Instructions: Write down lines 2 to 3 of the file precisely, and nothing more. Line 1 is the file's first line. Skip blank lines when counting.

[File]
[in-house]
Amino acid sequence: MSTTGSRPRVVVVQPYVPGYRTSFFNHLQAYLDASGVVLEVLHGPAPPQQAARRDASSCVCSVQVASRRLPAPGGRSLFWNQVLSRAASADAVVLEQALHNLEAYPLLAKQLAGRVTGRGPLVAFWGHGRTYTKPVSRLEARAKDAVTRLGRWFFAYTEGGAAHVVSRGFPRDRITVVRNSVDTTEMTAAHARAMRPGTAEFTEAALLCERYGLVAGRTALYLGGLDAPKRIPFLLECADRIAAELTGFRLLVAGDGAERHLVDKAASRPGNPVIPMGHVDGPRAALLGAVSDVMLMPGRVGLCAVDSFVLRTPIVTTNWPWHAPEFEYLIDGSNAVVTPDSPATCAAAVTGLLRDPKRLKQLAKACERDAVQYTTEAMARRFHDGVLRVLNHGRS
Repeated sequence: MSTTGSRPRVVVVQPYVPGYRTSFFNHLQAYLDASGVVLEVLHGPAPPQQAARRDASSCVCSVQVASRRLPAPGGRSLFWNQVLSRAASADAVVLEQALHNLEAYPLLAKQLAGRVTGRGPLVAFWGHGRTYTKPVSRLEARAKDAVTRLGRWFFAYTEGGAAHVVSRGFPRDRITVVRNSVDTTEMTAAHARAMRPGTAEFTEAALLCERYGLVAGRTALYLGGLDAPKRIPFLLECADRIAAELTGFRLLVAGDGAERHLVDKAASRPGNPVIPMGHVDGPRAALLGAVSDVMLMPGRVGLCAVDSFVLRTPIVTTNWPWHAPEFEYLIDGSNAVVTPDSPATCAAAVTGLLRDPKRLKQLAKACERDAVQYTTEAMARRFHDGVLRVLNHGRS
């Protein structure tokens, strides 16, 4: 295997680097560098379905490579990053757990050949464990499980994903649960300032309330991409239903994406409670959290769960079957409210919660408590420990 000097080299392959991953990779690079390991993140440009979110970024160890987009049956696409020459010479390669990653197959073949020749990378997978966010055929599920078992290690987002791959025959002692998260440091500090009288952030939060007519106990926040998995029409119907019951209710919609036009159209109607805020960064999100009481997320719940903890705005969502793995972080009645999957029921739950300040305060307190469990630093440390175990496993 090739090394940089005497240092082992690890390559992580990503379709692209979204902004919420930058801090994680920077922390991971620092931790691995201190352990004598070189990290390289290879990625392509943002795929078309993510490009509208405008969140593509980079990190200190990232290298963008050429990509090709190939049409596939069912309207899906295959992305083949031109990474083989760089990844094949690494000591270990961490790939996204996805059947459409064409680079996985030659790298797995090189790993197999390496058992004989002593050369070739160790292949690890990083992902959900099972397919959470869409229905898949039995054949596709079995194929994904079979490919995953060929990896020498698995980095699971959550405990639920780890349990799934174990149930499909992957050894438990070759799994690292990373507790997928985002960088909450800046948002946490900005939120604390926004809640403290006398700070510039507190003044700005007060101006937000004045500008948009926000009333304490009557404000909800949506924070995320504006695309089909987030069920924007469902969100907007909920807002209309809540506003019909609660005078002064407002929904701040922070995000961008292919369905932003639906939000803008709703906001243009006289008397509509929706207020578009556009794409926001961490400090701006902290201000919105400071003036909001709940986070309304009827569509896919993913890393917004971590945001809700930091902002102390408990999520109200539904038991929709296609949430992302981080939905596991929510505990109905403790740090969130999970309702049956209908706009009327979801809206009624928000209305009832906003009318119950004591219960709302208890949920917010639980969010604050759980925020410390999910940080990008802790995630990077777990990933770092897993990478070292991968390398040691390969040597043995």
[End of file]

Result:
Amino acid sequence: MSTTGSRPRVVVVQPYVPGYRTSFFNHLQAYLDASGVVLEVLHGPAPPQQAARRDASSCVCSVQVASRRLPAPGGRSLFWNQVLSRAASADAVVLEQALHNLEAYPLLAKQLAGRVTGRGPLVAFWGHGRTYTKPVSRLEARAKDAVTRLGRWFFAYTEGGAAHVVSRGFPRDRITVVRNSVDTTEMTAAHARAMRPGTAEFTEAALLCERYGLVAGRTALYLGGLDAPKRIPFLLECADRIAAELTGFRLLVAGDGAERHLVDKAASRPGNPVIPMGHVDGPRAALLGAVSDVMLMPGRVGLCAVDSFVLRTPIVTTNWPWHAPEFEYLIDGSNAVVTPDSPATCAAAVTGLLRDPKRLKQLAKACERDAVQYTTEAMARRFHDGVLRVLNHGRS
Repeated sequence: MSTTGSRPRVVVVQPYVPGYRTSFFNHLQAYLDASGVVLEVLHGPAPPQQAARRDASSCVCSVQVASRRLPAPGGRSLFWNQVLSRAASADAVVLEQALHNLEAYPLLAKQLAGRVTGRGPLVAFWGHGRTYTKPVSRLEARAKDAVTRLGRWFFAYTEGGAAHVVSRGFPRDRITVVRNSVDTTEMTAAHARAMRPGTAEFTEAALLCERYGLVAGRTALYLGGLDAPKRIPFLLECADRIAAELTGFRLLVAGDGAERHLVDKAASRPGNPVIPMGHVDGPRAALLGAVSDVMLMPGRVGLCAVDSFVLRTPIVTTNWPWHAPEFEYLIDGSNAVVTPDSPATCAAAVTGLLRDPKRLKQLAKACERDAVQYTTEAMARRFHDGVLRVLNHGRS